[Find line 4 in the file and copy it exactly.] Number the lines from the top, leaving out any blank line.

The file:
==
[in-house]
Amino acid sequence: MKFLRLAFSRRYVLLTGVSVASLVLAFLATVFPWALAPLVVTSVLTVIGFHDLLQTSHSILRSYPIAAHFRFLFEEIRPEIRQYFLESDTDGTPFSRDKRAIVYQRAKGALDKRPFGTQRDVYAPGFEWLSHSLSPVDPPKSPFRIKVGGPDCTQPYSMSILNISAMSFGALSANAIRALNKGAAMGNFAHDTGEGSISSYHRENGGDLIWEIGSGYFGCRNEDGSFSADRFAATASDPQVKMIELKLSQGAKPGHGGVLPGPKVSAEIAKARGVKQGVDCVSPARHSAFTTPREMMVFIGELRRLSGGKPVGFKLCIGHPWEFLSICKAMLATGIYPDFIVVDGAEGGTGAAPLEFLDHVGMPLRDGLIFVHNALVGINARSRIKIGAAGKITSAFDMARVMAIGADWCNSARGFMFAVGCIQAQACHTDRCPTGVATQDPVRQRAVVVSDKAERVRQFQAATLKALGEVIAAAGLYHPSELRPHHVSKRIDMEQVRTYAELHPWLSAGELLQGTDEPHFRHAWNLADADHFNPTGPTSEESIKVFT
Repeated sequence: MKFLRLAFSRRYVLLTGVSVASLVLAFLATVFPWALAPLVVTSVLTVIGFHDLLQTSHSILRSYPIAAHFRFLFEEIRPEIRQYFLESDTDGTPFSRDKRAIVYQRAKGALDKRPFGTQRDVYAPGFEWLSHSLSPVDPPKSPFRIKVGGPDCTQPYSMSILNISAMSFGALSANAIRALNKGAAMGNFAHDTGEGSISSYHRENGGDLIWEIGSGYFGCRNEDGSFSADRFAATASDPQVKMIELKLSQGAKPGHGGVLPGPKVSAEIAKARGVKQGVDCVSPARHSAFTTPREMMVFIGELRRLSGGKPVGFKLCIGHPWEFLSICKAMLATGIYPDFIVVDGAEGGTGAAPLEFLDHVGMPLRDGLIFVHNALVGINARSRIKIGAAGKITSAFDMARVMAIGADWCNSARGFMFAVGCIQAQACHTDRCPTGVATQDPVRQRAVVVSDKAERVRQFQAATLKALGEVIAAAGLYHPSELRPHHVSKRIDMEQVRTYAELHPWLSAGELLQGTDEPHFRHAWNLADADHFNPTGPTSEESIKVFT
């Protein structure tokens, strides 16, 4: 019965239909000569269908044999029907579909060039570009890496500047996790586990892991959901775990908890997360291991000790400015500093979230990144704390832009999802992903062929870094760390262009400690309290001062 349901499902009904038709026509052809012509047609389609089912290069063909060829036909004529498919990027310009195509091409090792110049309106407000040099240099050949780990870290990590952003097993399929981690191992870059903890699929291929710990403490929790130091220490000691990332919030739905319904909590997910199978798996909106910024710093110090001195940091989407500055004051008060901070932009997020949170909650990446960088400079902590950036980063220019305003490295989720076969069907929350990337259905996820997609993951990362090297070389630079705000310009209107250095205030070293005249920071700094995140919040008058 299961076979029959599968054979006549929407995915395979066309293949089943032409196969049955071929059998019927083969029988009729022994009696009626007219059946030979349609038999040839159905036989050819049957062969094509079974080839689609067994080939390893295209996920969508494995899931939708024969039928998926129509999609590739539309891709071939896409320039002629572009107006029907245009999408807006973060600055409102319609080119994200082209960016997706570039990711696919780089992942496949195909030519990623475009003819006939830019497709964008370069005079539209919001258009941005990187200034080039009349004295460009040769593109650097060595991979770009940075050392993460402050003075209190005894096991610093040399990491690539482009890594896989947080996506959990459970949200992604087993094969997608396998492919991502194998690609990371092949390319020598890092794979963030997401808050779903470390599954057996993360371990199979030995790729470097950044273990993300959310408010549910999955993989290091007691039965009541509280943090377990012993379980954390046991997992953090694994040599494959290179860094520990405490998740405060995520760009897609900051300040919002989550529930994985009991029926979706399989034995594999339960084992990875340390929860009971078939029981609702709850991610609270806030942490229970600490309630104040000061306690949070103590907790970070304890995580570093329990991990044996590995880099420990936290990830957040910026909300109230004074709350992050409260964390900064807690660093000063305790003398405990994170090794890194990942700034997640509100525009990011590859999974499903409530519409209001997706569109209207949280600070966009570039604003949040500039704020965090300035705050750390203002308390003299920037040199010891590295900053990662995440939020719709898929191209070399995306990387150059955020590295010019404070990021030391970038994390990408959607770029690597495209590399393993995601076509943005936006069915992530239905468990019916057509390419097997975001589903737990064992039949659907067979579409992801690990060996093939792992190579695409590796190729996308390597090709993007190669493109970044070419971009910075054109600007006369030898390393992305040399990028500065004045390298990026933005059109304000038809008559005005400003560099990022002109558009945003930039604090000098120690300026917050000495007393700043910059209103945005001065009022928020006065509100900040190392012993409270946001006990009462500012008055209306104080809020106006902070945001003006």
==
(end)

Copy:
């Protein structure tokens, strides 16, 4: 019965239909000569269908044999029907579909060039570009890496500047996790586990892991959901775990908890997360291991000790400015500093979230990144704390832009999802992903062929870094760390262009400690309290001062 349901499902009904038709026509052809012509047609389609089912290069063909060829036909004529498919990027310009195509091409090792110049309106407000040099240099050949780990870290990590952003097993399929981690191992870059903890699929291929710990403490929790130091220490000691990332919030739905319904909590997910199978798996909106910024710093110090001195940091989407500055004051008060901070932009997020949170909650990446960088400079902590950036980063220019305003490295989720076969069907929350990337259905996820997609993951990362090297070389630079705000310009209107250095205030070293005249920071700094995140919040008058 299961076979029959599968054979006549929407995915395979066309293949089943032409196969049955071929059998019927083969029988009729022994009696009626007219059946030979349609038999040839159905036989050819049957062969094509079974080839689609067994080939390893295209996920969508494995899931939708024969039928998926129509999609590739539309891709071939896409320039002629572009107006029907245009999408807006973060600055409102319609080119994200082209960016997706570039990711696919780089992942496949195909030519990623475009003819006939830019497709964008370069005079539209919001258009941005990187200034080039009349004295460009040769593109650097060595991979770009940075050392993460402050003075209190005894096991610093040399990491690539482009890594896989947080996506959990459970949200992604087993094969997608396998492919991502194998690609990371092949390319020598890092794979963030997401808050779903470390599954057996993360371990199979030995790729470097950044273990993300959310408010549910999955993989290091007691039965009541509280943090377990012993379980954390046991997992953090694994040599494959290179860094520990405490998740405060995520760009897609900051300040919002989550529930994985009991029926979706399989034995594999339960084992990875340390929860009971078939029981609702709850991610609270806030942490229970600490309630104040000061306690949070103590907790970070304890995580570093329990991990044996590995880099420990936290990830957040910026909300109230004074709350992050409260964390900064807690660093000063305790003398405990994170090794890194990942700034997640509100525009990011590859999974499903409530519409209001997706569109209207949280600070966009570039604003949040500039704020965090300035705050750390203002308390003299920037040199010891590295900053990662995440939020719709898929191209070399995306990387150059955020590295010019404070990021030391970038994390990408959607770029690597495209590399393993995601076509943005936006069915992530239905468990019916057509390419097997975001589903737990064992039949659907067979579409992801690990060996093939792992190579695409590796190729996308390597090709993007190669493109970044070419971009910075054109600007006369030898390393992305040399990028500065004045390298990026933005059109304000038809008559005005400003560099990022002109558009945003930039604090000098120690300026917050000495007393700043910059209103945005001065009022928020006065509100900040190392012993409270946001006990009462500012008055209306104080809020106006902070945001003006």